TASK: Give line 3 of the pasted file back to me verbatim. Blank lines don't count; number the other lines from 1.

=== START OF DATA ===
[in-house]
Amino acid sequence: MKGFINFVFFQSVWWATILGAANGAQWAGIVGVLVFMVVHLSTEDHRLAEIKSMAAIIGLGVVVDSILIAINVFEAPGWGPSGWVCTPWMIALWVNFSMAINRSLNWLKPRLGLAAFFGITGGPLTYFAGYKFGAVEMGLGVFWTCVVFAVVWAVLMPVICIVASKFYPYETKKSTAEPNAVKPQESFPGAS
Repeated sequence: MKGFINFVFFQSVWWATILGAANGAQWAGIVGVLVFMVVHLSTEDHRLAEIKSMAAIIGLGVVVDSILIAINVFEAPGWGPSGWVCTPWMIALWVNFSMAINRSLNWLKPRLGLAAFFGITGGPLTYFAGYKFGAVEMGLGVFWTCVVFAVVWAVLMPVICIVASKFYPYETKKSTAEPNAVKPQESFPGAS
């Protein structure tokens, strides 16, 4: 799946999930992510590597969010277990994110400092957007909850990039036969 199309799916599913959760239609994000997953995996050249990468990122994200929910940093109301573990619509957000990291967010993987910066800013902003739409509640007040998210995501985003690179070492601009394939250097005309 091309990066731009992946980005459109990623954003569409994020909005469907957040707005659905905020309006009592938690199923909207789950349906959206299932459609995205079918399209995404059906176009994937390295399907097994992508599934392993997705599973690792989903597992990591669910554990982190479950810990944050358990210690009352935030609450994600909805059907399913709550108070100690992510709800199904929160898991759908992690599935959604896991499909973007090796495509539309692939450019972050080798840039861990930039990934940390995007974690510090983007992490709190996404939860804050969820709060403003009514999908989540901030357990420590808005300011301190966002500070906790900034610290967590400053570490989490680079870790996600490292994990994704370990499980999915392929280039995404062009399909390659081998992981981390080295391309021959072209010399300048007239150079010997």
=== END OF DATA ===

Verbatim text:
Repeated sequence: MKGFINFVFFQSVWWATILGAANGAQWAGIVGVLVFMVVHLSTEDHRLAEIKSMAAIIGLGVVVDSILIAINVFEAPGWGPSGWVCTPWMIALWVNFSMAINRSLNWLKPRLGLAAFFGITGGPLTYFAGYKFGAVEMGLGVFWTCVVFAVVWAVLMPVICIVASKFYPYETKKSTAEPNAVKPQESFPGAS